Is dating dead? Is cohabitation a good idea? Are divorce rates on the rise? Why are there so many single parent families? What does same sex marriage mean for the future of marriage? In this course, we examine recent trends in family life from a sociological perspective. The goal of this course is to understand how diverse family forms came to exist and what these changes mean for adults and children in contemporary society. We will examine recent trends in several aspects of family life, including dating & courtship, cohabitation, marriage, divorce, parenthood, family structure, and work-family balance. Students will also gain an understanding of the methods that sociologists and demographers use to study the family.

Required Texts:

Academic and non-academic articles posted on Blackboard. Selections include:

 Martin King Whyte. 1992.  “Choosing Mates – The American Way.” Society.

Jeffrey Jensen Arnett. 2000. “Emerging Adulthood: A Theory of Development From the Late Teens Through the Twenties.” American Psychologist.

Andrew Cherlin. 2004. “The Deinstitutionalization of American Marriage.” Journal of Marriage and Family.

Linda Waite. 1995. “Does Marriage Matter?” Demography.

Steven Nock. 2005. “Marriage as a Public Issue.” The Future of Children.

Peter McDonald. 2006. “Low Fertility and the State: The Efficacy of Policy.” Population and Development Review.

Suzanne Bianchi, Melissa Milkie, Liana Sayer, & John Robinson. 2000. “Is Anyone Doing the Housework? Trends in the Gender Division of Household Labor.” Social Forces.

 Brad Wilcox. 2009.“The Evolution of Divorce.” National Affairs.

Jeremy Travis, Elizabeth Cincotta McBride, & Amy Solomon. 2005. “Families Left Behind: The Hidden Cost of Incarceration and Reentry.” Urban Institute (Justice Policy Center).

Grading Policy:

Reading response papers (60%)

Family interview assignment (20%)

Final exam (20%)

Final letter grades will be assigned as follows:

A (93-100), A- (90-92), B+ (87-89), B (83-87), B- (80-82), C+ (77-79), C (73-76), C- (70-72),

D+ (67-69), D (63-66), D- (60-62), F (59 or below) 

SOC F323 • The Family

88545 • Summer 2011
Meets MTWTHF 100pm-230pm BUR 220
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SOC 308 • American Families Past & Pres

45955 • Spring 2011
Meets MWF 100pm-200pm PAR 301
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Description:

Is dating dead? Is cohabitation a good idea? Are divorce rates on the rise? Why are there so many single parent families? What does same sex marriage mean for the future of marriage? In this course, we examine recent trends in family life from a sociological perspective. The goal of this course is to understand how diverse family forms came to exist and what these changes mean for adults and children in contemporary society. We will examine recent trends in several aspects of family life, including dating & courtship, cohabitation, marriage, divorce, parenthood, family structure, and work-family balance. Students will also gain an understanding of the methods that sociologists and demographers use to study the family.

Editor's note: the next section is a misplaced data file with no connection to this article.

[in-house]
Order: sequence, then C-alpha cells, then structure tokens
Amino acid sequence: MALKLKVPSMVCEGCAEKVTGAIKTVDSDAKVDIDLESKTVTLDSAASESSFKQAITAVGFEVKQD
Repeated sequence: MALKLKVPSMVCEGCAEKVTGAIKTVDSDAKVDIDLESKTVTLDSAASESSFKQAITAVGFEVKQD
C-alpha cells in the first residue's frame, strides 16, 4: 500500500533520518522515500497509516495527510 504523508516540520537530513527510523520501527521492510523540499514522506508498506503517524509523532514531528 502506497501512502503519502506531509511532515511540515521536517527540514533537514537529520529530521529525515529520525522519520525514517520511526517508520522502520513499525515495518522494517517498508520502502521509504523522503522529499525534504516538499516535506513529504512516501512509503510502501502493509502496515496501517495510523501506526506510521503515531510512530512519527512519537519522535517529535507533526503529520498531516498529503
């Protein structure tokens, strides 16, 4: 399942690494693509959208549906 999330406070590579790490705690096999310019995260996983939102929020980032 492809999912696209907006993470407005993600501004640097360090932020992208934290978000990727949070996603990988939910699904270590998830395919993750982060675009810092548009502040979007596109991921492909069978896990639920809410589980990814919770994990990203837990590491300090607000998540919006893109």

Required Texts:

 Academic and non-academic articles posted on Blackboard. Selections include:

 Martin King Whyte. 1992.  “Choosing Mates – The American Way.” Society.

 Jeffrey Jensen Arnett. 2000. “Emerging Adulthood: A Theory of Development From the Late Teens Through the Twenties.” American Psychologist.

 Andrew Cherlin. 2004. “The Deinstitutionalization of American Marriage.” Journal of Marriage and Family.

 Linda Waite. 1995. “Does Marriage Matter?” Demography.

 Steven Nock. 2005. “Marriage as a Public Issue.” The Future of Children.

 Peter McDonald. 2006. “Low Fertility and the State: The Efficacy of Policy.” Population and Development Review.

 Suzanne Bianchi, Melissa Milkie, Liana Sayer, & John Robinson. 2000. “Is Anyone Doing the Housework? Trends in the Gender Division of Household Labor.” Social Forces.

 Brad Wilcox. 2009.“The Evolution of Divorce.” National Affairs.

 Jeremy Travis, Elizabeth Cincotta McBride, & Amy Solomon. 2005. “Families Left Behind: The Hidden Cost of Incarceration and Reentry.” Urban Institute (Justice Policy Center).

 Grading Policy:

 Reading response papers (60%)

Family interview assignment (20%)

Final exam (20%)

 Final letter grades will be assigned as follows:

A (93-100), A- (90-92), B+ (87-89), B (83-87), B- (80-82), C+ (77-79), C (73-76), C- (70-72),

D+ (67-69), D (63-66), D- (60-62), F (59 or below)